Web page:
Your Taxes: Tax ruling has international effects

Israel Tax Authority ruling will affect joint ventures between Israeli and non-Israeli firms.

April 24, 2012 23:19
4 minute read.
Your Taxes

Your Taxes_311. (photo credit: Thinkstock/Imagebank)


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The Israel Tax Authority (ITA) has published a tax ruling (number 1312/12) that will affect joint ventures between Israeli and non-Israeli firms. Action should be taken as briefly discussed below.

The facts

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In this case, an Israeli trading company intended to set up an unregistered partnership (joint venture, or “JV”) with a foreign company resident in an unnamed country that has a tax treaty with Israel. Ownership, income and expenses of the JV would be split 50:50 between the two companies. The purpose of the JV was to develop communications products in the other country using people resident there. The JV would then go for global sales. The planning, marketing and advice to clients would take place in Israel.

Nevertheless, part of the marketing would take place “directly and/or by means of regional agents or distributors.” None of the shareholders of the foreign company were ever Israeli residents. No intellectual property would be transferred to the JV or the shareholders of the Israeli company, directly or indirectly.

The ITA’s ruling

The ITA ruled that the JV represents a taxable “permanent establishment” (see below) of the foreign company in Israel according to the tax treaty of its country of residence with Israel. This means the foreign company must open an Israeli tax file, file Israeli tax returns and pay Israeli tax on income attributable to the permanent establishment. And to make sure, the Israeli company is “assessable and chargeable” to Israeli tax as a representative of the foreign company, pursuant to Section 108 of the Israeli Income Tax Ordinance.

The allocation of profits for Israeli tax purposes between Israel and elsewhere would not necessarily be 50:50; it would be according the transfer pricing rules in the Israeli tax law and the relevant tax treaty.


The ruling had another twist. Employees of the foreign company would also be taxable in Israel according to the relevant tax treaty.

Finally, the ruling lays claim to Israeli capital-gains tax should the JV ever be sold, in accordance with the Israeli tax law and the relevant tax treaty.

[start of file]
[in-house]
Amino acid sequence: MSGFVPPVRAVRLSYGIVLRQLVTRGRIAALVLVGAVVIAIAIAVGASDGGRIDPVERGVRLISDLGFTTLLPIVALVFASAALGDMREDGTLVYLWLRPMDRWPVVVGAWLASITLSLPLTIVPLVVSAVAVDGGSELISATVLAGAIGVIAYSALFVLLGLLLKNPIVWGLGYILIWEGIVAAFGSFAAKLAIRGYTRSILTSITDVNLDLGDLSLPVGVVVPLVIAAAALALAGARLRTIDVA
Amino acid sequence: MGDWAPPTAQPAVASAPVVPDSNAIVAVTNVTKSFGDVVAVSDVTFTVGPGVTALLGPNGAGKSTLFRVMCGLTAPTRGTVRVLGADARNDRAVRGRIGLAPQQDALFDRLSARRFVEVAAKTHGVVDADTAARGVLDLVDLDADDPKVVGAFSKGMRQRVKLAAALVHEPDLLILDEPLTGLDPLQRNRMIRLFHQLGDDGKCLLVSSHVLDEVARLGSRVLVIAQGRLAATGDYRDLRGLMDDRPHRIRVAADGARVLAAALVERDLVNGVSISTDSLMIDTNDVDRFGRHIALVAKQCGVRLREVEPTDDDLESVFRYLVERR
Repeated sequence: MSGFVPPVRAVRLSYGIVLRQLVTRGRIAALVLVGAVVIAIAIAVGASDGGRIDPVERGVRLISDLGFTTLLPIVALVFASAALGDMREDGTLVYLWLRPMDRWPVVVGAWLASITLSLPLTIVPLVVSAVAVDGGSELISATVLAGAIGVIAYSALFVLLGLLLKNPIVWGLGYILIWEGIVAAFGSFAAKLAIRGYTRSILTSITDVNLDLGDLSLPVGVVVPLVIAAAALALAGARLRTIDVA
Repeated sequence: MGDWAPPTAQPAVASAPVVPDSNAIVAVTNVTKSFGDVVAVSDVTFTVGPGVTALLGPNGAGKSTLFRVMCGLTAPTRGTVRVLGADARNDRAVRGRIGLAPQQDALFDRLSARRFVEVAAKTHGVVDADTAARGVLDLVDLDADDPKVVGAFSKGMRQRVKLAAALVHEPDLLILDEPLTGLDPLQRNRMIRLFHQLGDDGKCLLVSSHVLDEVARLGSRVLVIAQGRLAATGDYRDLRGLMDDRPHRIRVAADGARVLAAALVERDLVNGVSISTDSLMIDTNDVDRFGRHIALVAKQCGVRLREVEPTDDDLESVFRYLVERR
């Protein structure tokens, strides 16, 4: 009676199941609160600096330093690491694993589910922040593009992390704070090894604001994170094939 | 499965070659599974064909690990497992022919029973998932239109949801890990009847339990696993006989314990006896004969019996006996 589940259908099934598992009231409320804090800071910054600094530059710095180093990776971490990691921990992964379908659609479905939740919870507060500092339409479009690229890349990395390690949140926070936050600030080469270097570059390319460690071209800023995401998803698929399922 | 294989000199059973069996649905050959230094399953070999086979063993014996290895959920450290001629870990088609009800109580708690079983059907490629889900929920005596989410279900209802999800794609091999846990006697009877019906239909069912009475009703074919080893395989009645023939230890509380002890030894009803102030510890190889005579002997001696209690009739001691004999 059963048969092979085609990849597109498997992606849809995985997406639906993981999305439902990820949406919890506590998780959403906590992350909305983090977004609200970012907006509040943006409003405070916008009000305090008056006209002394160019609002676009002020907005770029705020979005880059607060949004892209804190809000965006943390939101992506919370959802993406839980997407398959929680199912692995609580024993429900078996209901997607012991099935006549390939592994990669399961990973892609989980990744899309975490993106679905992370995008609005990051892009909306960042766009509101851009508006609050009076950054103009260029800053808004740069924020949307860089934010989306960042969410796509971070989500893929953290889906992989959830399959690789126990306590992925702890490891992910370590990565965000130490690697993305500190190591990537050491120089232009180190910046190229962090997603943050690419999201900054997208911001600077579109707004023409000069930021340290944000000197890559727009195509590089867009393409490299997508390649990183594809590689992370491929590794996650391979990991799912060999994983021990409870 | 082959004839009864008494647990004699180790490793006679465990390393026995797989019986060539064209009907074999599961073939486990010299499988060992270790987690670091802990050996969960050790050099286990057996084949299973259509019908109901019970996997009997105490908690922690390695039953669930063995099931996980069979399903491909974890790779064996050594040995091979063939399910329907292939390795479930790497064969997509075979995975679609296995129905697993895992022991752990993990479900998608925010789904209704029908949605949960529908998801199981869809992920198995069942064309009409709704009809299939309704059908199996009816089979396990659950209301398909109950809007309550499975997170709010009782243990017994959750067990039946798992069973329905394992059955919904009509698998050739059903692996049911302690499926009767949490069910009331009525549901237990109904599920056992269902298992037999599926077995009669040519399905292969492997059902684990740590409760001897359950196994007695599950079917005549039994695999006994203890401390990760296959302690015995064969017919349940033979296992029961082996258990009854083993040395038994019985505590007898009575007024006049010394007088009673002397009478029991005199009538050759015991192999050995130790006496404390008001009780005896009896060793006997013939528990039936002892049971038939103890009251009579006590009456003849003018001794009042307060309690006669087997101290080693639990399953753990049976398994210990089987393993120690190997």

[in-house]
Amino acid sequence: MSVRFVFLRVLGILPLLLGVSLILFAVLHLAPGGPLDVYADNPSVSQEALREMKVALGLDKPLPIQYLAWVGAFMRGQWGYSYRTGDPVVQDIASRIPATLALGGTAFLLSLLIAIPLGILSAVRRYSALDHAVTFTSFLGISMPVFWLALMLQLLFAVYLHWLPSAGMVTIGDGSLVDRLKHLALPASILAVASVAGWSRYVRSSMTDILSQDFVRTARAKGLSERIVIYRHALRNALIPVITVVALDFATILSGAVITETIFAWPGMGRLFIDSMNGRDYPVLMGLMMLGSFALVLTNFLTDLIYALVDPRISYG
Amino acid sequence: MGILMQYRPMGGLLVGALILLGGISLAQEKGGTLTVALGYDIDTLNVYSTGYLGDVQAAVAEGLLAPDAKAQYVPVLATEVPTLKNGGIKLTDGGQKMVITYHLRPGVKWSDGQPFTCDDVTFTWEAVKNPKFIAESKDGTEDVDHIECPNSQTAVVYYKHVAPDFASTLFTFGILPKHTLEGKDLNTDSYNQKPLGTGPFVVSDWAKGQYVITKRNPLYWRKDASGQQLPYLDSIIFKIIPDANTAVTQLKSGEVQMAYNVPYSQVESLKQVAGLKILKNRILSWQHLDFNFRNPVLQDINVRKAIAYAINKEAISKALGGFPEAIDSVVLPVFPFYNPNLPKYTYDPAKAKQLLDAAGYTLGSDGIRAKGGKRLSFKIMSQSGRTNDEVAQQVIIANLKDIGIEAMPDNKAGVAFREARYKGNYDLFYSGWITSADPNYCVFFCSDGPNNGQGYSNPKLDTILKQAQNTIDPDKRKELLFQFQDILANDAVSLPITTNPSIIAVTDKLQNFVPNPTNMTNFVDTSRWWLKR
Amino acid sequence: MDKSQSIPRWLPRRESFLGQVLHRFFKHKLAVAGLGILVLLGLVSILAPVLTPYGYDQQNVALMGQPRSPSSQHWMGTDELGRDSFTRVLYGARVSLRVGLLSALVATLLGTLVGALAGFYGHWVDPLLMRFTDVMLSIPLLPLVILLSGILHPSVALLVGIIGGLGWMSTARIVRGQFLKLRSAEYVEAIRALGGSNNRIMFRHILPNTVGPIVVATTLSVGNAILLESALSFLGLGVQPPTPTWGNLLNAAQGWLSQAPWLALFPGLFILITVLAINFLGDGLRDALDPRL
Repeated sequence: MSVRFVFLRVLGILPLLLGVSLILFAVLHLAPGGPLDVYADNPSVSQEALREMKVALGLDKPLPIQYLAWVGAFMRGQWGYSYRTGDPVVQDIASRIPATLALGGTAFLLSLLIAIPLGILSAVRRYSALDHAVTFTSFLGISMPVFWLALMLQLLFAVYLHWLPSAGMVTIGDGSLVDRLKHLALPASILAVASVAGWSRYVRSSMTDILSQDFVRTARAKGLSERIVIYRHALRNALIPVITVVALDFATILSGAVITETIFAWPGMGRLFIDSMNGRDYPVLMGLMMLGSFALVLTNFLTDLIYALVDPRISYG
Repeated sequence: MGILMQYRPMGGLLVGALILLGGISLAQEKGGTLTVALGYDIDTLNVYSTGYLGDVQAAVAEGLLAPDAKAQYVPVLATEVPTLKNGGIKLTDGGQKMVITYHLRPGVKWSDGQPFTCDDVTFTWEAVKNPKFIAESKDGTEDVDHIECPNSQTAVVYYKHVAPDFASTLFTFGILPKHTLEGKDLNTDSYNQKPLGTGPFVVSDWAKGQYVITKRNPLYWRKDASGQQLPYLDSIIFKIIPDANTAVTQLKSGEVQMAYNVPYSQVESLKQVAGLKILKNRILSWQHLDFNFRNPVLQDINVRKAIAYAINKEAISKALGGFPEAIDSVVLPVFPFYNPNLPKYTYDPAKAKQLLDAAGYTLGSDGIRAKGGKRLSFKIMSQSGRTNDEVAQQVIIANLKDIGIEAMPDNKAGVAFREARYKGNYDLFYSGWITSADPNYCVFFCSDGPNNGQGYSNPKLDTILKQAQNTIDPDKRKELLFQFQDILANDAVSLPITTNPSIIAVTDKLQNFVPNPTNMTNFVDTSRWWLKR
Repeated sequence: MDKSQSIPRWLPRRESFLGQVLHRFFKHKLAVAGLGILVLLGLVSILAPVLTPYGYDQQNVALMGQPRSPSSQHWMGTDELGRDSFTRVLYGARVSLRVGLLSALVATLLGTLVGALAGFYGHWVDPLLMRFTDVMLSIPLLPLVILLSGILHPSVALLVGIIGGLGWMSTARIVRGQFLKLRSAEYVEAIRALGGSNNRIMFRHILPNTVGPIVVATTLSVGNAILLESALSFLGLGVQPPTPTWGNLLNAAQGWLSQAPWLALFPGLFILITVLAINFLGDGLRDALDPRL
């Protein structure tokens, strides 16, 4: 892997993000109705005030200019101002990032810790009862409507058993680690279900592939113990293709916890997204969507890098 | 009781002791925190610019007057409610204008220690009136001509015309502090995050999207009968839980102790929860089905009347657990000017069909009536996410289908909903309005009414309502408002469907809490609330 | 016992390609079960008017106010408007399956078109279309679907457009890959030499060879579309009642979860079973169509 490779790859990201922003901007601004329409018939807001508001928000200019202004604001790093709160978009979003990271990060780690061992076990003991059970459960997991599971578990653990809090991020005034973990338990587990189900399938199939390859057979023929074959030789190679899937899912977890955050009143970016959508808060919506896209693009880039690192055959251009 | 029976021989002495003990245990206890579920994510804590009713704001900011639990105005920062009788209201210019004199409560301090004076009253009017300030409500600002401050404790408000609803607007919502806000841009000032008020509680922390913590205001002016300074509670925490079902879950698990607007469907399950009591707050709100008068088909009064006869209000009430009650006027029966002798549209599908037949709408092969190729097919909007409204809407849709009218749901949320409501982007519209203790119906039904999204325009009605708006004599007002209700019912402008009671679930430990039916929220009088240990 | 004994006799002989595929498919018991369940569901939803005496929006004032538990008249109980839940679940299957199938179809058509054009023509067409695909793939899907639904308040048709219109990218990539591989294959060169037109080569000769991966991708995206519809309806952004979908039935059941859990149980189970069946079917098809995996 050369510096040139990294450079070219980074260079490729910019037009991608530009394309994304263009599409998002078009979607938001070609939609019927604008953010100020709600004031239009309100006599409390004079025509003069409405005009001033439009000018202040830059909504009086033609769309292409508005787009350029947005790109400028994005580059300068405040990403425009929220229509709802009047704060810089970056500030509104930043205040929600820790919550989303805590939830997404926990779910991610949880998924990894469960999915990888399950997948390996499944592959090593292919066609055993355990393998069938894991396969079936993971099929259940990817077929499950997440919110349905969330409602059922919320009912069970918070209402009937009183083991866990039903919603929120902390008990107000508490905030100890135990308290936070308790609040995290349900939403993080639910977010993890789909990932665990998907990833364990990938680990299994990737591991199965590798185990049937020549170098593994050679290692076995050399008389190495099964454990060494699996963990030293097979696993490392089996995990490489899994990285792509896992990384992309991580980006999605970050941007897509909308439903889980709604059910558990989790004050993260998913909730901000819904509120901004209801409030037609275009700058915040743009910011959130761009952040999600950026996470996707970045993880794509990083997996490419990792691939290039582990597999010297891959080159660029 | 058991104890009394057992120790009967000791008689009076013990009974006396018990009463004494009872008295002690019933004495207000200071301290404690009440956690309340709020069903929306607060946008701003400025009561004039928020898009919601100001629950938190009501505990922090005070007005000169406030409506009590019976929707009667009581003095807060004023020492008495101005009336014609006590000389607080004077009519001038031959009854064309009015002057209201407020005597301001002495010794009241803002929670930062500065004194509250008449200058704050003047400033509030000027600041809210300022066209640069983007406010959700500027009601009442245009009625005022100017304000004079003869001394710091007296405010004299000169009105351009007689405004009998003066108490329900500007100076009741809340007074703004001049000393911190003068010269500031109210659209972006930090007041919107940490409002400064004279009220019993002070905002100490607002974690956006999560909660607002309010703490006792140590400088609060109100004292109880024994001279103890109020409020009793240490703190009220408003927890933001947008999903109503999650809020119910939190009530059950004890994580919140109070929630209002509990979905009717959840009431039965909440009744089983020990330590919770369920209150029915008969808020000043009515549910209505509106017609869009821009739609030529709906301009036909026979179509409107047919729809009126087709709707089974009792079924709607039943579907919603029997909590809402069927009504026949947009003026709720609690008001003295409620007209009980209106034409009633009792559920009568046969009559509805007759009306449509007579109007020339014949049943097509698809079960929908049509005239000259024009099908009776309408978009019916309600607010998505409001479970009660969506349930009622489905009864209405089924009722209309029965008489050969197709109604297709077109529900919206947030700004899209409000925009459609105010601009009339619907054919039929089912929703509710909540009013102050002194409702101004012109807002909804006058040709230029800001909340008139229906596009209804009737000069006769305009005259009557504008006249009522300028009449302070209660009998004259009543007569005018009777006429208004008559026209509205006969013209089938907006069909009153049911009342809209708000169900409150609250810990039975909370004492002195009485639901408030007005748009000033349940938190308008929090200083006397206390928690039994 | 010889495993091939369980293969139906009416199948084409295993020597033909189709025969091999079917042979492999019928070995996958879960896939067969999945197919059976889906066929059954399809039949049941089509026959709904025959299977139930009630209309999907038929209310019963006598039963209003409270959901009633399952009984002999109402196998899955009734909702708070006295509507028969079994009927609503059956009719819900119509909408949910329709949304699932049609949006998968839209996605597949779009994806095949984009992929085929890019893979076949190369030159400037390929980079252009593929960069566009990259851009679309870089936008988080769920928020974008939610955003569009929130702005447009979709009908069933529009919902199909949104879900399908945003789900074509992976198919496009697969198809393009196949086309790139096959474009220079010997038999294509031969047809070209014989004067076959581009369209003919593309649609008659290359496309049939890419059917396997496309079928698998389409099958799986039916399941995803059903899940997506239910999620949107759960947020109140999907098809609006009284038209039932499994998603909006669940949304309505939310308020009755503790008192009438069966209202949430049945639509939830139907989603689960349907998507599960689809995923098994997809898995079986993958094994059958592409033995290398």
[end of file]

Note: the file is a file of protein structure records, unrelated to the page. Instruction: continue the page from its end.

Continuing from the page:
This ruling is bad news for Israeli and foreign businesses and their employees. Many international deals are structured as JVs for a variety of commercial reasons: to create synergy, use the other party’s connections, and so forth.

If double tax arises, the foreign company may be able to claim a foreign tax credit for the Israeli tax, but not always; e.g., if the tax authority in the foreign company’s home country disagrees that a permanent establishment exists in Israel. And the foreign company may not want the administrative bother of tax reporting in Israel in Hebrew on approved Israeli accounting software, in addition to reporting in its home country.

Furthermore, not discussed in the ruling is the possibility that the Israeli company and its employees might be deemed to be taxable in the other country concerned, applying the same principles.

What is a permanent establishment?

Israel is a member of the Organization of Economic Cooperation and Development (OECD), and Israeli tax treaties generally follow the OECD model tax-treaty definition.

This essentially says: The term “permanent establishment” means: a fixed place of business through which the business of a foreign enterprise is wholly or partly carried on; or a “dependent agent” acting on behalf of a foreign enterprise that has, and habitually exercises, in Israel or the other treaty country concerned, an authority to conclude contracts in the name of the foreign enterprise.

What went wrong in this case?

The ruling does not say why a permanent establishment was deemed to exist. We can only guess that the foreign company had use of offices in Israel, or that the Israeli company was expected to habitually sign sales agreements of the JV in Israel.

What should others learn from this ruling?

We don’t know why the JV structure above was adopted; it might have been to save costs. It was probably not to reduce Israeli tax, as there are usually easier ways of arriving at a similar tax result.

Nevertheless, international concerns thinking of entering into a JV with an Israeli company should beware of various potential obstacles, including: using a partnership (registered or unregistered, see below); sharing profits and losses; signing JV sales in Israel.

In practice, such international JVs are usually structured differently.


Surprisingly, there are at least two similar precedents where havoc was eventually averted. First, the ITA made similar claims a decade ago against international venture-capital funds that invested in Israel, costing Israel billions of investment dollars. These involved limited partnerships registered in Delaware and elsewhere. Eventually, the ITA backed down and made a pact with the VC funds.

And in the 1980s in the UK, international investors stayed away from the City of London because of the same provision as Israel’s Section 108 in the UK tax law.

The UK government headed by Margaret Thatcher had to change the law to help save the London financial industry.

To sum up

International JVs involving Israeli companies may need restructuring in light of the ITA’s misguided ruling.

As always, consult experienced tax advisers in each country at an early stage in specific cases.

Leon Harris is a certified public accountant and tax specialist at Harris Consulting & Tax Ltd.

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